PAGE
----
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Upper midwestern state of the United States. It is bordered by Lake Superior and Wisconsin, Iowa, South Dakota and North Dakota, and the Canadian provinces of Manitoba and Ontario.
Area, 84,068 sq mi (217,736 sq km).
Pop. (2000) 4,919,479, a 12.4% increase since the 1990 census.
Capital, St. Paul.
Largest city, Minneapolis.
Nickname, North Star State.
Motto, L'Etoile du Nord [The Star of the North].
State bird, common loon.
State flower, showy lady's slipper or pink and white lady's slipper.
State tree, red pine.
Minnesota is one of the nation's largest producers of iron ore. Methods developed to use lower-grade ores such as taconite have kept production up in spite of the depletion of once rich high-grade deposits. Granite (from St. Cloud) and sand and gravel production are also among the largest in the country. Wheat, once paramount in agriculture, has been surpassed by corn, soybeans, and livestock. The state is also a leader in the production of creamery butter, dry milk, cheese, and sweet corn.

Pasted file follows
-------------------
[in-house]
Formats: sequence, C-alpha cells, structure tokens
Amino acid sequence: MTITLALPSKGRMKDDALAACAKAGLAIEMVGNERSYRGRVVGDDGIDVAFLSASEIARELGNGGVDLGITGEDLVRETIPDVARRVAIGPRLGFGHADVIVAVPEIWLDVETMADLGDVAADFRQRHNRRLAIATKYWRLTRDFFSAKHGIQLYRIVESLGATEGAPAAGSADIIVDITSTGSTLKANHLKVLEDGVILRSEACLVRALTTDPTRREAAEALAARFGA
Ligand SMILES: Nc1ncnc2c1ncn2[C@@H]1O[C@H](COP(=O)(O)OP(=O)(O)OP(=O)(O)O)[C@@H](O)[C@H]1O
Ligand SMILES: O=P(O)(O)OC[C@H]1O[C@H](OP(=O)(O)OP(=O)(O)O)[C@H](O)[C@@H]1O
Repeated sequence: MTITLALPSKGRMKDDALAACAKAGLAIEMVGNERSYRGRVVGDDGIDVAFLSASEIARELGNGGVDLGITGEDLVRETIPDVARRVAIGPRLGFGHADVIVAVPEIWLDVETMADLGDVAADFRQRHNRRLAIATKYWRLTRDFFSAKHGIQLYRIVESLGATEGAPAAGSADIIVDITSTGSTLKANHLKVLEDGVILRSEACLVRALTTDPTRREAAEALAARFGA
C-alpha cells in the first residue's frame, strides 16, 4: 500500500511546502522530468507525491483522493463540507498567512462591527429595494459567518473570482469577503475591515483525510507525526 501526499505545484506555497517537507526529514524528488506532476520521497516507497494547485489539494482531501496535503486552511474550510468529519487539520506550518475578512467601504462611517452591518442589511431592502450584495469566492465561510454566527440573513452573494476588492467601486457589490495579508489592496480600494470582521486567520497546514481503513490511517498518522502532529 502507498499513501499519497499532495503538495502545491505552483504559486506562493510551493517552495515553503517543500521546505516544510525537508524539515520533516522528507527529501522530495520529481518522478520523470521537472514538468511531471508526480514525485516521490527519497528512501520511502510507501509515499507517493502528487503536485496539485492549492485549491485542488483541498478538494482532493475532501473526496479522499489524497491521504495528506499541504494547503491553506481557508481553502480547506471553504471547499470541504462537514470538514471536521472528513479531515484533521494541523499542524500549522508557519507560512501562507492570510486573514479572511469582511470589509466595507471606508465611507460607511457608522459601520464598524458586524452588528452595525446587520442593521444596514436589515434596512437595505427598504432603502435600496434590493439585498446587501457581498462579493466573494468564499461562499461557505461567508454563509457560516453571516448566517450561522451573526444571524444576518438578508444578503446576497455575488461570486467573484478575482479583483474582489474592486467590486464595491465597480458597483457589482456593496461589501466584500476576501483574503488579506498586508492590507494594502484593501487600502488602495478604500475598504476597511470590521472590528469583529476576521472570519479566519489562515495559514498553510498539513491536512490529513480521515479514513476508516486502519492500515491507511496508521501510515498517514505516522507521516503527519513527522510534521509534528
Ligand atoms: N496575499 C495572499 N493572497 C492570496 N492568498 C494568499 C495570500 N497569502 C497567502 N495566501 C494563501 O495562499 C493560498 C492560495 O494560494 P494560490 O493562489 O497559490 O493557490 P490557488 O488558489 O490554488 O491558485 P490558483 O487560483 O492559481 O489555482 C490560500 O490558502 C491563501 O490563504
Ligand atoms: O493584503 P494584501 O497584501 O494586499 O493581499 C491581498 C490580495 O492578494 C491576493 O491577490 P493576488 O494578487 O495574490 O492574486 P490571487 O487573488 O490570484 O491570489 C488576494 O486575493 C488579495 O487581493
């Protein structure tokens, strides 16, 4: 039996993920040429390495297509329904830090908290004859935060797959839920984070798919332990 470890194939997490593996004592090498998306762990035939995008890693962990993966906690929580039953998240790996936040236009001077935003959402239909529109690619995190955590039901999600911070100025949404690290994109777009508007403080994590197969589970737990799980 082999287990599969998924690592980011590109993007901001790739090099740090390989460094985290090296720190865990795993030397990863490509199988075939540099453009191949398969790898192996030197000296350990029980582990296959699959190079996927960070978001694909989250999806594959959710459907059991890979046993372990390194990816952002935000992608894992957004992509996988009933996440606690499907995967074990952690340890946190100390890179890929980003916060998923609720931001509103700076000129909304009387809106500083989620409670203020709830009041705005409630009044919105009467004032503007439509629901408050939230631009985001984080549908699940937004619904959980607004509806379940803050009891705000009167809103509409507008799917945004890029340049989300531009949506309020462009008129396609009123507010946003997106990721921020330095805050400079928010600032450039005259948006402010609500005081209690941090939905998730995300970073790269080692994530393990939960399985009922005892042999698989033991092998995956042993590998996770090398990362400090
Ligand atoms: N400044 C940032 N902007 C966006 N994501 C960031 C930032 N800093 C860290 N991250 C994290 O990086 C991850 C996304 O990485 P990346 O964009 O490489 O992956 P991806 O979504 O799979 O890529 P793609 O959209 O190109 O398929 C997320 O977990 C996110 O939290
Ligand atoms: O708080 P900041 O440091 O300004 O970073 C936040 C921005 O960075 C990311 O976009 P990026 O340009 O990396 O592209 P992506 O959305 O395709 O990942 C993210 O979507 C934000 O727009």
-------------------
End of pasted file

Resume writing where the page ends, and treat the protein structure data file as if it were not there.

Also of great importance to Minnesota are its waterways, which have been extensively developed near industrial centers. Locks and other improvements enable Mississippi River barge traffic to pass around the Falls of St. Anthony at Minneapolis. Duluth, at the western tip of Lake Superior, has one of the busiest inland harbors in the United States; the completion of the Saint Lawrence Seaway (1959) made the city an important port for overseas trade.
*Information from Columbia Encyclopedia, Sixth Edition